The Sport and Touring models get 17-inch wheels while the GT and Atenza are fitted with a new 19-inch design.

Naturally, the smaller wheels with their higher profile tyres emit less road noise than the bigger 19s.

We found little difference between the sedan and wagon for road noise, but our sedan tester in range-topping Atenza spec was perhaps disadvantaged with its 19-inch wheels. Our wagon tester was the mid-range Touring variant.

Mazda’s SKYACTIV 2.5 litre petrol engine producing 138kW/250Nm and returning 6.6 l/100km carries over from the previous model, as does the 129kW/420Nm 2.2 litre diesel with a fuel figure of 5.4 l/100km.

A six-speed automatic is the only transmission on offer, and the entry-level Sport is only available with the petrol engine.

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The petrol engine is roughly $3000 cheaper than the diesel, depending on the model, and will be the chosen powerplant for around 80 percent of Mazda6 buyers.

Petrol models alone now come with Mazda’s ‘Drive Selection’ system - which is essentially a ‘sport’ button that changes the behaviour of the automatic transmission.

In Sport mode, the transmission holds gears for longer and is less inclined to seek top gear as soon as possible to save fuel. During ‘enthusiastic’ driving, it will also downshift under braking for tight bends.

The 2.5 litre petrol engine - with 138kW and 250Nm - could do with a touch more power and torque in the 'large-medium' 6. While it's ok for overtaking safely, we found it stretching to keep up when on a section of winding road.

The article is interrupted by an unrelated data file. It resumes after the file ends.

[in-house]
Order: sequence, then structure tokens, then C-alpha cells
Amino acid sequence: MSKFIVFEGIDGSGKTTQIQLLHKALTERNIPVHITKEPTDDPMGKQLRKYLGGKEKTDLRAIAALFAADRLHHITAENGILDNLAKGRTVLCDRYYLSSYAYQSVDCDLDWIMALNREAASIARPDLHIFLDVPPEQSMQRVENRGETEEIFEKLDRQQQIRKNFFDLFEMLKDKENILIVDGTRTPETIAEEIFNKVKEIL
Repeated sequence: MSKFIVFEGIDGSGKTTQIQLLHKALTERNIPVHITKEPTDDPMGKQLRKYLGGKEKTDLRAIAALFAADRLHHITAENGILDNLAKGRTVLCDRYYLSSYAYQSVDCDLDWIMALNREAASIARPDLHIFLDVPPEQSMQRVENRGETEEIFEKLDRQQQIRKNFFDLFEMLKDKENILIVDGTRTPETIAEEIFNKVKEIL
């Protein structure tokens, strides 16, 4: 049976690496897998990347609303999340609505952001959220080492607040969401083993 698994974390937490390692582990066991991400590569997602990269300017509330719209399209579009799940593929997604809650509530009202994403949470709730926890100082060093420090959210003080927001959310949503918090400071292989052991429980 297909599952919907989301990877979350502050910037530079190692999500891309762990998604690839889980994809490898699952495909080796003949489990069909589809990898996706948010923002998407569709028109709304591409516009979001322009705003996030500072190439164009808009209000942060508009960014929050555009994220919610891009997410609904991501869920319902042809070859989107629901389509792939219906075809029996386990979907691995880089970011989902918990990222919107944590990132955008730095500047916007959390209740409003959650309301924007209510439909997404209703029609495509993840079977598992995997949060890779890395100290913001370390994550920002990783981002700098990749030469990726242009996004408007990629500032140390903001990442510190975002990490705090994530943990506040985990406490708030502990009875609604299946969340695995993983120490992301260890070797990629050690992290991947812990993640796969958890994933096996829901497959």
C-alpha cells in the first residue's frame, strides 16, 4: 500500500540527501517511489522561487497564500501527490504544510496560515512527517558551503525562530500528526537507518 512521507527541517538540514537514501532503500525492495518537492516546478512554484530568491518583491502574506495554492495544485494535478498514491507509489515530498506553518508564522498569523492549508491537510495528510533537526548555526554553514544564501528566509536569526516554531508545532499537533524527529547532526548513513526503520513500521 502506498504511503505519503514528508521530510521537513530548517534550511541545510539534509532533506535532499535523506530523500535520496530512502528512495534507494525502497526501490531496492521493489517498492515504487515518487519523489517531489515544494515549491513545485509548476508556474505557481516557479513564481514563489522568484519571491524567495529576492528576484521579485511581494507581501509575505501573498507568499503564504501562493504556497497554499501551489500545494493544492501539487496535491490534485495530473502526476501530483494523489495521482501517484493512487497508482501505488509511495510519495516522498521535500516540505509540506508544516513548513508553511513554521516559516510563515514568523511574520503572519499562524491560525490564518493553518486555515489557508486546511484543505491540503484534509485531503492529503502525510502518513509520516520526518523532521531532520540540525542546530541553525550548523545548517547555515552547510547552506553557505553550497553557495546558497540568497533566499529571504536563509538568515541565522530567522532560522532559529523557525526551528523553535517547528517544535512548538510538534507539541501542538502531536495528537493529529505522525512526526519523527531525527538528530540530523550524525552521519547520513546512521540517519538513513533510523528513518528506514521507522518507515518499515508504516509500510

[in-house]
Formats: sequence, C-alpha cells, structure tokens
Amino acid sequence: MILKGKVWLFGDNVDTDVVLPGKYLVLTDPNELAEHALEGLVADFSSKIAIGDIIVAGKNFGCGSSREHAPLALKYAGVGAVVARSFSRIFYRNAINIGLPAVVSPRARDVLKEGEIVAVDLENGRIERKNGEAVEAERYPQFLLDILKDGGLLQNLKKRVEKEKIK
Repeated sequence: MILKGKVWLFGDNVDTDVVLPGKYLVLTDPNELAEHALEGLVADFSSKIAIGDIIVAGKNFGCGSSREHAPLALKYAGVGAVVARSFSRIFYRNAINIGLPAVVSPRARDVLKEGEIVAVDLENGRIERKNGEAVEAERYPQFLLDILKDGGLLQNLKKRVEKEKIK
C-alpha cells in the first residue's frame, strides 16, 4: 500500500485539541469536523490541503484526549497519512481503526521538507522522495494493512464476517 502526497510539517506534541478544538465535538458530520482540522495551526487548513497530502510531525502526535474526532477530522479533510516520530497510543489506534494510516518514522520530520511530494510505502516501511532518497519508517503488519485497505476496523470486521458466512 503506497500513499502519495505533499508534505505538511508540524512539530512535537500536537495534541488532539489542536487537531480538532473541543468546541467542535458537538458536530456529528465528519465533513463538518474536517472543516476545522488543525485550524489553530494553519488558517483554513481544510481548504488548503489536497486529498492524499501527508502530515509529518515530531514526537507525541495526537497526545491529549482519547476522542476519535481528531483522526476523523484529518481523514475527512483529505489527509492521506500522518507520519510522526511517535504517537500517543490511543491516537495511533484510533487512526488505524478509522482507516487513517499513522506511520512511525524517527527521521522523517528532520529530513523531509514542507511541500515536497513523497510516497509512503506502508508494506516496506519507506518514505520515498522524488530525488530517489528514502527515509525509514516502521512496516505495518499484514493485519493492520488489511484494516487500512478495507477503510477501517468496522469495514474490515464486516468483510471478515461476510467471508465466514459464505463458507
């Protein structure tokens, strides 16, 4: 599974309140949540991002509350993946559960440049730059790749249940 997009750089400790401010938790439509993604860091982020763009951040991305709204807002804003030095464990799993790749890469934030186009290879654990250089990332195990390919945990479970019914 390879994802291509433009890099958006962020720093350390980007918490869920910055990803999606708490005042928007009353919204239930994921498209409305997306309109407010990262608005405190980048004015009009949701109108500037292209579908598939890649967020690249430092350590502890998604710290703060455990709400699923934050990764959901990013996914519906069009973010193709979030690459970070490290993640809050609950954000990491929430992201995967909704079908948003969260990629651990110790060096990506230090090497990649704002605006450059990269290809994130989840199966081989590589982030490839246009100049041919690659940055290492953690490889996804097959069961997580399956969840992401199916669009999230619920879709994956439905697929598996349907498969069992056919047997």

Revving it out (for a little extra urge) also makes the petrol engine sing a little obtrusively; your passengers will notice engine noise entering the cabin.

But the engine is otherwise at home powering any of the sedan or wagon models, with weights ranging from 1450 to 1523kg.

While no powerhouse, the 2.5 litre capacity gives it just enough 'oomph' not to need a turbocharger like some of its smaller-engined rivals, and this in turn means no turbo-lag.

It’s quite efficient as well, with its 6.6 l/100km fuel figure, a respectable and quite meagre 1.2 litres more than what the diesel unit can manage.

After several hours of spirited driving, we could only inflate the fuel figure to 8.9 l/100km.

The suspension changes make for a compliant ride most of the time, and the 6 is a refined highway cruiser.

Bigger bumps did find their way into the cabin however, and while the handling is good there are better handlers on offer in the midsize class. Steering is light and offers adequate feel for the driver.